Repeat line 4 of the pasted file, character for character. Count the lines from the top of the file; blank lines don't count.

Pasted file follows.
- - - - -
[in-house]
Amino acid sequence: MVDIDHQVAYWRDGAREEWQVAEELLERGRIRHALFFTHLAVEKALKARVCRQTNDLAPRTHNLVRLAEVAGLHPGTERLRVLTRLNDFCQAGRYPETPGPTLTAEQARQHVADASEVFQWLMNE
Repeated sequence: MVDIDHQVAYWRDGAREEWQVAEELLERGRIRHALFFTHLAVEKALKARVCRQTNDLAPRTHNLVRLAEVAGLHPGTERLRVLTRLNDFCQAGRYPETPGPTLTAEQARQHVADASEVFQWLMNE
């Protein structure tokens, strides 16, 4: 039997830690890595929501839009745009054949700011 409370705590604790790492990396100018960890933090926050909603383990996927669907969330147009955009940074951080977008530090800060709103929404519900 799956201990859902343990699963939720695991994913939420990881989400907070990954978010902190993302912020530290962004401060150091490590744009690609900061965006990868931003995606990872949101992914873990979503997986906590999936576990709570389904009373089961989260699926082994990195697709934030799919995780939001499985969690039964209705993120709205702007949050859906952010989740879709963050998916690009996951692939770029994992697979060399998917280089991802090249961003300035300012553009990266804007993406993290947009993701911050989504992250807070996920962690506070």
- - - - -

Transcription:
């Protein structure tokens, strides 16, 4: 039997830690890595929501839009745009054949700011 409370705590604790790492990396100018960890933090926050909603383990996927669907969330147009955009940074951080977008530090800060709103929404519900 799956201990859902343990699963939720695991994913939420990881989400907070990954978010902190993302912020530290962004401060150091490590744009690609900061965006990868931003995606990872949101992914873990979503997986906590999936576990709570389904009373089961989260699926082994990195697709934030799919995780939001499985969690039964209705993120709205702007949050859906952010989740879709963050998916690009996951692939770029994992697979060399998917280089991802090249961003300035300012553009990266804007993406993290947009993701911050989504992250807070996920962690506070």